Bar a few quibbles, this was a fine ENO effort. Romei’s voice was not great on the night. A plague of frogs occasionally made themselves manifest in broken phrases. Off nights occur and the tenor deserved respect for soldiering on.

Soprano, Jillian Finnamore stood in for Allison Oakes, who was indisposed, as Marietta and the voice of Marie. As often happens with stand-ins, she was brilliant. It helped that she was familiar with the role, having performed it recently with Regent’s Opera. She certainly maxed the vamp in the seduction scenes. If the production had an intimacy director, it must have been his/her/its night off.

Connolly was a surprise casting. Top flight performer for a not so top flight character, Yet, Brigitta, although not a constant in the opera, is Paul’s link to reality and so is more than a supernumerary loyal flunky. Of course, Connolly sang with commanding authority. When does she not?

The conductor was Kirill Karabits, whose tenure as Chief Conductor of the Bournemouth Symphony Orchestra, has been marked by some extraordinary recordings. Karabits delivered Korngold’s score in all its lushness.

Korngold is often loftily dismissed as little more than a “Hollywood” composer. Wrong. For starters he did not travel to Hollywood until 1934, fourteen years after The Dead City. And the truth is, Hollywood followed Korngold’s pace-setting film score music, not the other way round.

I asked Annilese Miskimmon before the performance why she chose to direct The Dead City:

“I used to watch old Hollywood movies with my grandfather as a child. He was not trained in any way but very musical and could play the piano by ear. He loved films with big, luscious scores and with huge drama.

I didn’t know I was listening to Korngold but years later I put two and two together and tracked down his operas. And who can resist such an amazing, weird, psychological story as The Dead City?”

Personal liking for the music aside, why is the opera a good choice for ENO?

“The novella it is based on, Bruges-la-Morte, is pithy, shocking and weird – and a great choice of a subject, also inspiring Hitchcock’s Vertigo, of course. The music is incredibly powerful and atmospheric and drives the psychological depth of the plot in such an ambitious way. It’s so dramatic, yet so heartfelt too.

Irresistible as an evening of opera in the Coli. ENO wants to search out the unmissable and this is one of those events!”

It was the revelation of that psychological depth of plot that makes Miskimmon’s The Dead City such an important milestone for ENO and lays down another positive marker in the sand for her producing ambitions.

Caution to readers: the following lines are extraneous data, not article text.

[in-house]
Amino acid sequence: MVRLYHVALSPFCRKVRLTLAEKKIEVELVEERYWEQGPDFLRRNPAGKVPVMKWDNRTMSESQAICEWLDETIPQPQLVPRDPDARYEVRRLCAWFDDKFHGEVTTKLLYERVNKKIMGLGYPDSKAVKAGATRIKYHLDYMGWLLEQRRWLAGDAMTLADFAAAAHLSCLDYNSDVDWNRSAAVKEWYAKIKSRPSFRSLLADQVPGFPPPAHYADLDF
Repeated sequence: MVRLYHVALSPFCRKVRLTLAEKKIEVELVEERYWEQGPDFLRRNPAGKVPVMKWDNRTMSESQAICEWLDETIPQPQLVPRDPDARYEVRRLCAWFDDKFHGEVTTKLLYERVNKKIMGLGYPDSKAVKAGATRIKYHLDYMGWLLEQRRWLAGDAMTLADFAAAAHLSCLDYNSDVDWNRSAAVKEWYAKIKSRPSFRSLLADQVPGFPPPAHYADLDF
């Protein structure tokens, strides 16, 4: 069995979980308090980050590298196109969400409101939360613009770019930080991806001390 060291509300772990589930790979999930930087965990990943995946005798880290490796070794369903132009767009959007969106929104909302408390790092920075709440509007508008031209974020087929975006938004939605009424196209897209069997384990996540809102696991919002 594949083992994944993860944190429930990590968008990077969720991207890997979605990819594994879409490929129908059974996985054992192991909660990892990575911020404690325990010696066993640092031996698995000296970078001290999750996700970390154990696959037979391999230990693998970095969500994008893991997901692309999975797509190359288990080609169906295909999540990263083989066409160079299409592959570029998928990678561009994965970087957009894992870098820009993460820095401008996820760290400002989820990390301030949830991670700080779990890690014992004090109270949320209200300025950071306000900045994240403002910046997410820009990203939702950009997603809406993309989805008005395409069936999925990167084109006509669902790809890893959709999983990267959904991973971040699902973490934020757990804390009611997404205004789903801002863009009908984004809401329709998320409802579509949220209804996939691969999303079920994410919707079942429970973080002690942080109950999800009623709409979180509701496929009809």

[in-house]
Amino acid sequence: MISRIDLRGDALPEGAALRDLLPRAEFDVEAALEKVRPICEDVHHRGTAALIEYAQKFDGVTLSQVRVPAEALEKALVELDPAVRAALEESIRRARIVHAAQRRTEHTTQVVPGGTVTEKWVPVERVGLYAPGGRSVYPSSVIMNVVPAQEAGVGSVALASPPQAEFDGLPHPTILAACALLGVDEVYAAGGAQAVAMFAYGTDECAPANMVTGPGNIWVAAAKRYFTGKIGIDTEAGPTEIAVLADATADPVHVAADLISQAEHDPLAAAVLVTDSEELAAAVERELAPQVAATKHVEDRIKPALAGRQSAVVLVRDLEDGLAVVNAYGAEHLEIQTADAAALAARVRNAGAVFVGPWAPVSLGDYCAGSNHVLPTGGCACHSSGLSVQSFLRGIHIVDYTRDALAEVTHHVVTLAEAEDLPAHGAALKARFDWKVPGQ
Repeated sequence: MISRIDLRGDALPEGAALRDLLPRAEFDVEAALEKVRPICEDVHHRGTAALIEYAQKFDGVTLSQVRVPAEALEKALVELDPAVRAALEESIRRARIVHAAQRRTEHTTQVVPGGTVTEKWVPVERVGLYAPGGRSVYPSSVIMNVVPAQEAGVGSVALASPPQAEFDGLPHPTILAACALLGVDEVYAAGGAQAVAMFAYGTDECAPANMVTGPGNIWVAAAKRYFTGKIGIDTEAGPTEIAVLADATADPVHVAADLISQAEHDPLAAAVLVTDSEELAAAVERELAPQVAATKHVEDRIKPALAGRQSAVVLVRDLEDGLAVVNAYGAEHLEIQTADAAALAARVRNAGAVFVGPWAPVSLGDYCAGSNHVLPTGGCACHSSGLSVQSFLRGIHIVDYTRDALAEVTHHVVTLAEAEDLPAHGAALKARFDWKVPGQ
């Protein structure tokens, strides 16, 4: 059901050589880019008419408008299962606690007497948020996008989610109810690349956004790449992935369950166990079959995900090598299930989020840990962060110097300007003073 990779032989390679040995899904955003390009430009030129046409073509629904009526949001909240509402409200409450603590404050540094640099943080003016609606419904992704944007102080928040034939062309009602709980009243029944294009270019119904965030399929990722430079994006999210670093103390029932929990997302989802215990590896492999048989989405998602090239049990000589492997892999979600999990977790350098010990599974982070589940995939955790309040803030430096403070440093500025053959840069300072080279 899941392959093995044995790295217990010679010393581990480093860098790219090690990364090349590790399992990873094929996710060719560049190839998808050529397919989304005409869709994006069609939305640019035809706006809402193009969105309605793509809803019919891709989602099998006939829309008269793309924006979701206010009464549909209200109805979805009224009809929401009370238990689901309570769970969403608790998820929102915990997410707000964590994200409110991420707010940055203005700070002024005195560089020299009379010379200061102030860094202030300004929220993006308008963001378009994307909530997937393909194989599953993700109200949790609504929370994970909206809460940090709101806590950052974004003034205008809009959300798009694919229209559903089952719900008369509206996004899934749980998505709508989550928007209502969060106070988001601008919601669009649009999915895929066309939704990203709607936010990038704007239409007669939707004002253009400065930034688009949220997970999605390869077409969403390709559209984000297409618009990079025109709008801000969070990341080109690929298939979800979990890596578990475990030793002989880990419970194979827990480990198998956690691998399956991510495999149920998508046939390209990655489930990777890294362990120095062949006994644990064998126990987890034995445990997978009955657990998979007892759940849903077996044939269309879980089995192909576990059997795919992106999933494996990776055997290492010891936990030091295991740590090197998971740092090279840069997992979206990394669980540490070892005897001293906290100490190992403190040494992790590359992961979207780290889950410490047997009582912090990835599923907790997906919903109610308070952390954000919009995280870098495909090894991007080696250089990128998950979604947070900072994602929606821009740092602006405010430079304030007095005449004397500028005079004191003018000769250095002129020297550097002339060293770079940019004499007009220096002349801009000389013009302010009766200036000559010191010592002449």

Even in the depths of a crisis that would have floored most opera companies, ENO continues to deliver original, homegrown work of the highest quality.

And another thing!

Pioneering London opera company, OperaGlass Works, has another project on the go. During lockdown the company produced a stunning film version of Benjamin Britten’s The Turn of the Screw, reviewed in Reaction.

The “faute de mieux” transformation of a work originally intended for live performance at Wilton’s Music Hall into a filmed version, was possibly a blessing in disguise. Now, the two indomitable life forces behind OperaGlass, Selina Cadell and Eliza Thompson, the terrible opera twins, are planning a filmed version of Puccini’s La traviata.

Bubbling with enthusiasm over a coffee at Tuttons in Covent Garden, they gave me the third degree. The work is to be shot in English countryside and “a wonderful location in London”. There was no escape from opera at Tuttons.

Turned out our waiter was a fan, making use of ENO’s under 21 free ticket programme to introduce himself to “that other place, not Covent Garden”. Objective evidence ENO reaches the audience other companies don’t. Arts Council, tick the box!

Back at OperaGlass much was learned about the relationship between singer and camera during the filming of The Turn of the Screw and La traviata will build on that. This approach allows small, nimble enterprises like OperaGlass Works to reach a much wider audience than live performance on its own.

Visit their Lookbook here to see the exciting plans – and be part of it by supporting OperaGlass Works here. You can even sponsor buttons for Violetta’s dress! Who wouldn’t?